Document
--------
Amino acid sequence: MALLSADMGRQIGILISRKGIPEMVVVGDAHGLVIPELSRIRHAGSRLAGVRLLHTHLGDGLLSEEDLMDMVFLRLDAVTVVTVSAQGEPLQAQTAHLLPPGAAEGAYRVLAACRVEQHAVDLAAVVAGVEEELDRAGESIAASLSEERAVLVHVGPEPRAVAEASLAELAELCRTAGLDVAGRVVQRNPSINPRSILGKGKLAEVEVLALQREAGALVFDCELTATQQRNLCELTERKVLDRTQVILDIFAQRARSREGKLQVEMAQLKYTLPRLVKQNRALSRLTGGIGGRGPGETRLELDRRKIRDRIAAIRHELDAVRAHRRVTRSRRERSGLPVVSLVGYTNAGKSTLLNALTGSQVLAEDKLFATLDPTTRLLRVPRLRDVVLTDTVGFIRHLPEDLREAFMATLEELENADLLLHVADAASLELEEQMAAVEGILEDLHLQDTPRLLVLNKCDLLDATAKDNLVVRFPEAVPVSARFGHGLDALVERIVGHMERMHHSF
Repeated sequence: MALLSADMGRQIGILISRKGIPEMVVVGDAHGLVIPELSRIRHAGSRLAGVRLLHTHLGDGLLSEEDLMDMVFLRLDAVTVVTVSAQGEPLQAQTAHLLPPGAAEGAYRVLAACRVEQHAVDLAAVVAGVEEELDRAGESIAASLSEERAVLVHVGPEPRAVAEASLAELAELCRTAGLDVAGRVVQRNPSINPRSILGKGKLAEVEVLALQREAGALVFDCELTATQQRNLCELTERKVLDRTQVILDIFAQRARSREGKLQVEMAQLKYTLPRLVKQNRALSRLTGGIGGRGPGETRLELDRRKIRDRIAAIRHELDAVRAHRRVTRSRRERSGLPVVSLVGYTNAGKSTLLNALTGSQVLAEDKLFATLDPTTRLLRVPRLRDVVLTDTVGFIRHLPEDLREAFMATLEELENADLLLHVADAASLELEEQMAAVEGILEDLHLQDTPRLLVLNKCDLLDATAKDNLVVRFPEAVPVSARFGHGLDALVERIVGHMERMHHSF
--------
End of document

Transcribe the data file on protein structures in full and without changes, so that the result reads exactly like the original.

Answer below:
Amino acid sequence: MALLSADMGRQIGILISRKGIPEMVVVGDAHGLVIPELSRIRHAGSRLAGVRLLHTHLGDGLLSEEDLMDMVFLRLDAVTVVTVSAQGEPLQAQTAHLLPPGAAEGAYRVLAACRVEQHAVDLAAVVAGVEEELDRAGESIAASLSEERAVLVHVGPEPRAVAEASLAELAELCRTAGLDVAGRVVQRNPSINPRSILGKGKLAEVEVLALQREAGALVFDCELTATQQRNLCELTERKVLDRTQVILDIFAQRARSREGKLQVEMAQLKYTLPRLVKQNRALSRLTGGIGGRGPGETRLELDRRKIRDRIAAIRHELDAVRAHRRVTRSRRERSGLPVVSLVGYTNAGKSTLLNALTGSQVLAEDKLFATLDPTTRLLRVPRLRDVVLTDTVGFIRHLPEDLREAFMATLEELENADLLLHVADAASLELEEQMAAVEGILEDLHLQDTPRLLVLNKCDLLDATAKDNLVVRFPEAVPVSARFGHGLDALVERIVGHMERMHHSF
Repeated sequence: MALLSADMGRQIGILISRKGIPEMVVVGDAHGLVIPELSRIRHAGSRLAGVRLLHTHLGDGLLSEEDLMDMVFLRLDAVTVVTVSAQGEPLQAQTAHLLPPGAAEGAYRVLAACRVEQHAVDLAAVVAGVEEELDRAGESIAASLSEERAVLVHVGPEPRAVAEASLAELAELCRTAGLDVAGRVVQRNPSINPRSILGKGKLAEVEVLALQREAGALVFDCELTATQQRNLCELTERKVLDRTQVILDIFAQRARSREGKLQVEMAQLKYTLPRLVKQNRALSRLTGGIGGRGPGETRLELDRRKIRDRIAAIRHELDAVRAHRRVTRSRRERSGLPVVSLVGYTNAGKSTLLNALTGSQVLAEDKLFATLDPTTRLLRVPRLRDVVLTDTVGFIRHLPEDLREAFMATLEELENADLLLHVADAASLELEEQMAAVEGILEDLHLQDTPRLLVLNKCDLLDATAKDNLVVRFPEAVPVSARFGHGLDALVERIVGHMERMHHSF